Now is the time to design waste to regenerate our cities. What are the possibilities for urban environments after our aged infrastructure is recalibrated? How might bigger cities and waste mix? One key idea is that waste is not recycled through infrastructural mechanisms but instead up-cycled in perpetuity.

All over the globe municipal waste is on the rise. In China, the amount of municipal solid waste produced is rising by 6% per year. It has kept pace with the rapid urbanization in China. Many parts of South America are also rapidly urbanising and their waste has grown with it. Brazilian cities have had a steady 10% increase in waste headed for landfills. India will see a 500% increase in e-waste – materials from cell phones, TVs, refrigerators – destined for urban landfills. A lot of it is imported from developed countries. South Africa and China will also have to deal with 400% more garbage from foreign e-waste.

Mankind will have to solve our waste problem in cities. If we don’t, it’ll be the end of us. There are a number of possible solutions, and some of them are already being adopted.

Currently, waste metals are crushed into cubes, but in the future they could be cut into shapes which could then be used to build structures

Currently, waste metals are crushed into cubes, but in the future they could be cut into shapes which could then be used to build structures

Super-sized waste

The first credible step is to reduce trash by considering the life cycle of objects we make. Things that are designed for obsolescence should be outlawed. Additionally, products must be manufactured with the intent to reuse, disassemble, take back or upcycle.  For instance, instead of tossing out bottles we could adapt them for use as planters, lighting fixtures, building wall elements.

Other cities have highly organised systems to solve these problems. In Zurich, the city requires individuals pay handsomely for waste that is simply discarded, while thorough recycling is encouraged by free citywide collection services. Therefore well over 90% of municipal waste inside Zurich is recycled and sent to incinerators to produce energy. Burning waste is not the answer but it does have opportunities in the mid-term. It requires substantial need for enforceable regulations, comprehensive industry controls, economic feasibility plans, and the latest ultra-expensive technology such as plasma gasification plants.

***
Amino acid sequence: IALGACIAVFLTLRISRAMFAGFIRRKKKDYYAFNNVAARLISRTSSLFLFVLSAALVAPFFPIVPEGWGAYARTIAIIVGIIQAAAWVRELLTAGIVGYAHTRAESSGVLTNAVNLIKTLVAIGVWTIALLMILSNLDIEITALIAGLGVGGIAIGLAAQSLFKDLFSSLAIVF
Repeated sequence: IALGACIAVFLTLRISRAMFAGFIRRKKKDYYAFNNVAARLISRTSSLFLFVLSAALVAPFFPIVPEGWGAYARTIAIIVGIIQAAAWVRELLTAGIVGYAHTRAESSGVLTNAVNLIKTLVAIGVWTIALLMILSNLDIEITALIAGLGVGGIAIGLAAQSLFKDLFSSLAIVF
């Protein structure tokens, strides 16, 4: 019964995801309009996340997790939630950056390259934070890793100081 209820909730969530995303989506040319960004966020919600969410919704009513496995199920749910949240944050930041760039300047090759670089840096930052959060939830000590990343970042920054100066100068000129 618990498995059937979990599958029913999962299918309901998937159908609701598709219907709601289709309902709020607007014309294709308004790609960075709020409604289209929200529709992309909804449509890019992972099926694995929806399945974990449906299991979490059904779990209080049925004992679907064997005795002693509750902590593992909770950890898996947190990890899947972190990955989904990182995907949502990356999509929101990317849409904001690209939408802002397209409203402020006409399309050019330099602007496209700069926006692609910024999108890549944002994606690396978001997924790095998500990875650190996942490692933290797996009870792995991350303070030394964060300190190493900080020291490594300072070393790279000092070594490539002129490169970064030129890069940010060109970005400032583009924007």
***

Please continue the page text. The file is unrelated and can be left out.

In similarly developed cities – Malmo, Tokyo, or Copenhagen – it makes sense to use a waste-to-energy processes. These prevailing urban populations are stable and easily taxed to support such a system – not so easy in developing cities such as Lagos or Jakarta.

Outreach programs that invite the public to observe civic waste systems as a spectacle are instrumental in spreading awareness. The Hangzhou Environmental Group in China has over 10,000 tourists a year visiting its landfill facility. Freshkills landfill in New York will be transformed into the largest public park in over 100 years that will showcase engineered nature from waste. Cuba, an island nation that has been cut-off from trade imports, has conserved almost everything through carful recycling of parts – from 1950’s cars to eyeglasses, nothing is wasted.

Methane created by rotting rubbish could be used to power small power stations – creating another end use out of our city waste.

Methane created by rotting rubbish could be used to power small power stations – creating another end use out of our city waste.

Look at how such a system might affect the US. America is the lead creator of waste on the earth, making approximately 30% of the world’s trash and tossing out around three-quarters of a ton per US citizen per year. It seems value has devolved into rampant waste production: mega-products scaled for super-sized franchise brands, big-box retail, XXL jumbo paraphernalia and so on. The US mindset is typifying a throwaway consumer culture. Where does it all end up? Heather Rogers said in her investigative book Gone Tomorrow that throwing things away is unsustainable. The first step we must take is reduction – meaning a massive discontinuation of objects designed for obsolescence. Then we need a radical reuse plan. Our waste crisis is immense. What is our call to action?

New York City is currently disposing of nearly 33,000 tons of waste per day. Previously, most of this discarded material ended up in Fresh Kills on Staten Island, before operations were blocked. Manhattan’s inhabitants discard enough paper products to fill the Empire State Building every two weeks. Terreform ONE’s Rapid Re(f)use and Homeway projects strive to capture, reduce and redesign New York’s refuse infrastructure. The initiative imagines an extended city reconstituted from its own junked materials. The concept remakes the city by using all the trash entombed in the Fresh Kills landfill. Theoretically, the method should produce, at minimum, seven new Manhattan Islands. New York City’s premier landfill was started by the divisive urban planner Robert Moses and driven by apathetic workers and machines. Now, guided by a prudent community with smart equipment, we must reshape it.

The West exports some of its waste in the form of junked electronic equipment, which adds to landfill issues in developing countries